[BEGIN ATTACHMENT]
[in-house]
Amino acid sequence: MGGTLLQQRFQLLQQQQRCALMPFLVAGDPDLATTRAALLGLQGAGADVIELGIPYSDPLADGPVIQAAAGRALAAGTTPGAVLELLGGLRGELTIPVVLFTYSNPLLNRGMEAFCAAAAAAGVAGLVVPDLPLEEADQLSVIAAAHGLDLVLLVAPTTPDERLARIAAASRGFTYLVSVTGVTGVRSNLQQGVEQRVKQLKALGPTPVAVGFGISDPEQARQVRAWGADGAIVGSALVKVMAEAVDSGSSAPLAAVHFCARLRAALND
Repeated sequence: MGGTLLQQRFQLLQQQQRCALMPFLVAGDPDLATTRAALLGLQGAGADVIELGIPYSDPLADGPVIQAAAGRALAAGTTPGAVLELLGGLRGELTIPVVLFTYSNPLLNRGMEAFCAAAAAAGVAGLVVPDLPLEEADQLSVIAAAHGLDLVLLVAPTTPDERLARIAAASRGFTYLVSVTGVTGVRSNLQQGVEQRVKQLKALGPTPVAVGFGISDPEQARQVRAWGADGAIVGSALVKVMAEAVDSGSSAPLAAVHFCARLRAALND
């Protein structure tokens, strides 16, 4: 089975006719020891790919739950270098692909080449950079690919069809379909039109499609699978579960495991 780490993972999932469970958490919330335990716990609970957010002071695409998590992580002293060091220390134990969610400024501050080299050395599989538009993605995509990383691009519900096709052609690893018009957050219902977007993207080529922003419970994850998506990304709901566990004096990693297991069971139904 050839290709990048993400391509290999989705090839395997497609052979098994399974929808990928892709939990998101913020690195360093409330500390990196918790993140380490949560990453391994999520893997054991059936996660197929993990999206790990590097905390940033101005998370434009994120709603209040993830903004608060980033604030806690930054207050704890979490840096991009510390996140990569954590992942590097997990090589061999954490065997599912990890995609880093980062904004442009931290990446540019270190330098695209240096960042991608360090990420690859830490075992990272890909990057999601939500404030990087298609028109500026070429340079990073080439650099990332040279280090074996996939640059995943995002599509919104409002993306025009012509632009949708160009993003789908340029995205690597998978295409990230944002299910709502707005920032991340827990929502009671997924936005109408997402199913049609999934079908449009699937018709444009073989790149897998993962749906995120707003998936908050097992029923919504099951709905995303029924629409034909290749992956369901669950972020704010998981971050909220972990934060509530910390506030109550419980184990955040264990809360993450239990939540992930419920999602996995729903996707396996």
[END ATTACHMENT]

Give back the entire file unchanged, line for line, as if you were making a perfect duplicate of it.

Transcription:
[in-house]
Amino acid sequence: MGGTLLQQRFQLLQQQQRCALMPFLVAGDPDLATTRAALLGLQGAGADVIELGIPYSDPLADGPVIQAAAGRALAAGTTPGAVLELLGGLRGELTIPVVLFTYSNPLLNRGMEAFCAAAAAAGVAGLVVPDLPLEEADQLSVIAAAHGLDLVLLVAPTTPDERLARIAAASRGFTYLVSVTGVTGVRSNLQQGVEQRVKQLKALGPTPVAVGFGISDPEQARQVRAWGADGAIVGSALVKVMAEAVDSGSSAPLAAVHFCARLRAALND
Repeated sequence: MGGTLLQQRFQLLQQQQRCALMPFLVAGDPDLATTRAALLGLQGAGADVIELGIPYSDPLADGPVIQAAAGRALAAGTTPGAVLELLGGLRGELTIPVVLFTYSNPLLNRGMEAFCAAAAAAGVAGLVVPDLPLEEADQLSVIAAAHGLDLVLLVAPTTPDERLARIAAASRGFTYLVSVTGVTGVRSNLQQGVEQRVKQLKALGPTPVAVGFGISDPEQARQVRAWGADGAIVGSALVKVMAEAVDSGSSAPLAAVHFCARLRAALND
């Protein structure tokens, strides 16, 4: 089975006719020891790919739950270098692909080449950079690919069809379909039109499609699978579960495991 780490993972999932469970958490919330335990716990609970957010002071695409998590992580002293060091220390134990969610400024501050080299050395599989538009993605995509990383691009519900096709052609690893018009957050219902977007993207080529922003419970994850998506990304709901566990004096990693297991069971139904 050839290709990048993400391509290999989705090839395997497609052979098994399974929808990928892709939990998101913020690195360093409330500390990196918790993140380490949560990453391994999520893997054991059936996660197929993990999206790990590097905390940033101005998370434009994120709603209040993830903004608060980033604030806690930054207050704890979490840096991009510390996140990569954590992942590097997990090589061999954490065997599912990890995609880093980062904004442009931290990446540019270190330098695209240096960042991608360090990420690859830490075992990272890909990057999601939500404030990087298609028109500026070429340079990073080439650099990332040279280090074996996939640059995943995002599509919104409002993306025009012509632009949708160009993003789908340029995205690597998978295409990230944002299910709502707005920032991340827990929502009671997924936005109408997402199913049609999934079908449009699937018709444009073989790149897998993962749906995120707003998936908050097992029923919504099951709905995303029924629409034909290749992956369901669950972020704010998981971050909220972990934060509530910390506030109550419980184990955040264990809360993450239990939540992930419920999602996995729903996707396996």